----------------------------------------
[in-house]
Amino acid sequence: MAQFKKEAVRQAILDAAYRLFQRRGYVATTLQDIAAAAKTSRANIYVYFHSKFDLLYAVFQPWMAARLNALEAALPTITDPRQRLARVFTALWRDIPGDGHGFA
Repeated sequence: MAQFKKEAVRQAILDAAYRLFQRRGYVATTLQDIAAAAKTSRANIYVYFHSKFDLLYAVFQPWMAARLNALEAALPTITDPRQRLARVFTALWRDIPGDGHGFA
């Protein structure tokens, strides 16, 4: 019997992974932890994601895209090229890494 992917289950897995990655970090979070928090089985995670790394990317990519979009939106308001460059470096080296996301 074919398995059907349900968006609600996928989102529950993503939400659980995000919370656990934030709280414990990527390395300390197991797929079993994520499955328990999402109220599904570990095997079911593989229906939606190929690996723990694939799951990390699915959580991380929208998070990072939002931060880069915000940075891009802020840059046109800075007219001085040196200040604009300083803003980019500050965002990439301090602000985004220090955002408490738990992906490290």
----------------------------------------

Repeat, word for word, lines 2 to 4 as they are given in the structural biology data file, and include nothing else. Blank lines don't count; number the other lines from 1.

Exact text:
Amino acid sequence: MAQFKKEAVRQAILDAAYRLFQRRGYVATTLQDIAAAAKTSRANIYVYFHSKFDLLYAVFQPWMAARLNALEAALPTITDPRQRLARVFTALWRDIPGDGHGFA
Repeated sequence: MAQFKKEAVRQAILDAAYRLFQRRGYVATTLQDIAAAAKTSRANIYVYFHSKFDLLYAVFQPWMAARLNALEAALPTITDPRQRLARVFTALWRDIPGDGHGFA
């Protein structure tokens, strides 16, 4: 019997992974932890994601895209090229890494 992917289950897995990655970090979070928090089985995670790394990317990519979009939106308001460059470096080296996301 074919398995059907349900968006609600996928989102529950993503939400659980995000919370656990934030709280414990990527390395300390197991797929079993994520499955328990999402109220599904570990095997079911593989229906939606190929690996723990694939799951990390699915959580991380929208998070990072939002931060880069915000940075891009802020840059046109800075007219001085040196200040604009300083803003980019500050965002990439301090602000985004220090955002408490738990992906490290």